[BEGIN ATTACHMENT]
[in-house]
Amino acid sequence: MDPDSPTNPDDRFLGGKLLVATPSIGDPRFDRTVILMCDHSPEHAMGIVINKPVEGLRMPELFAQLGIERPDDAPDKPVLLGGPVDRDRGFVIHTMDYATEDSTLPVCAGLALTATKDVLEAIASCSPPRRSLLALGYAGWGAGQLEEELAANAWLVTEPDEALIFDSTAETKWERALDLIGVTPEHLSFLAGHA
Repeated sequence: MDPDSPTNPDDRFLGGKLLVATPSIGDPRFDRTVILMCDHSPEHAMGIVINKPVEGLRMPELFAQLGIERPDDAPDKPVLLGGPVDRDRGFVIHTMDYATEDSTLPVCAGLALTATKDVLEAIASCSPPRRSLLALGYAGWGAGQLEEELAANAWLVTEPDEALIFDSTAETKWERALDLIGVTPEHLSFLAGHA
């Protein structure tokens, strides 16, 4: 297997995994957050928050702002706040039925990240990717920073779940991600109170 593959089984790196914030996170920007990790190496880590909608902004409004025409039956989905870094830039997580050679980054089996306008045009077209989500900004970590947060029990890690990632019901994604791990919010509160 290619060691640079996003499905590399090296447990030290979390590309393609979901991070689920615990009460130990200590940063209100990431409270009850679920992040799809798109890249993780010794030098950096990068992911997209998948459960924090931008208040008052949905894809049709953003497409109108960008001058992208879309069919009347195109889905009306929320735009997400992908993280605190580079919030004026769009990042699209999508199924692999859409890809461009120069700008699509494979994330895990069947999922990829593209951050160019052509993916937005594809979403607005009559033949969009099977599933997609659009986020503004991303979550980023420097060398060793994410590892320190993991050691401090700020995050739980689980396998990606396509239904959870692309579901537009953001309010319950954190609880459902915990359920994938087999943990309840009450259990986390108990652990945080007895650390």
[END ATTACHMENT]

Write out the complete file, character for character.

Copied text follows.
[in-house]
Amino acid sequence: MDPDSPTNPDDRFLGGKLLVATPSIGDPRFDRTVILMCDHSPEHAMGIVINKPVEGLRMPELFAQLGIERPDDAPDKPVLLGGPVDRDRGFVIHTMDYATEDSTLPVCAGLALTATKDVLEAIASCSPPRRSLLALGYAGWGAGQLEEELAANAWLVTEPDEALIFDSTAETKWERALDLIGVTPEHLSFLAGHA
Repeated sequence: MDPDSPTNPDDRFLGGKLLVATPSIGDPRFDRTVILMCDHSPEHAMGIVINKPVEGLRMPELFAQLGIERPDDAPDKPVLLGGPVDRDRGFVIHTMDYATEDSTLPVCAGLALTATKDVLEAIASCSPPRRSLLALGYAGWGAGQLEEELAANAWLVTEPDEALIFDSTAETKWERALDLIGVTPEHLSFLAGHA
């Protein structure tokens, strides 16, 4: 297997995994957050928050702002706040039925990240990717920073779940991600109170 593959089984790196914030996170920007990790190496880590909608902004409004025409039956989905870094830039997580050679980054089996306008045009077209989500900004970590947060029990890690990632019901994604791990919010509160 290619060691640079996003499905590399090296447990030290979390590309393609979901991070689920615990009460130990200590940063209100990431409270009850679920992040799809798109890249993780010794030098950096990068992911997209998948459960924090931008208040008052949905894809049709953003497409109108960008001058992208879309069919009347195109889905009306929320735009997400992908993280605190580079919030004026769009990042699209999508199924692999859409890809461009120069700008699509494979994330895990069947999922990829593209951050160019052509993916937005594809979403607005009559033949969009099977599933997609659009986020503004991303979550980023420097060398060793994410590892320190993991050691401090700020995050739980689980396998990606396509239904959870692309579901537009953001309010319950954190609880459902915990359920994938087999943990309840009450259990986390108990652990945080007895650390």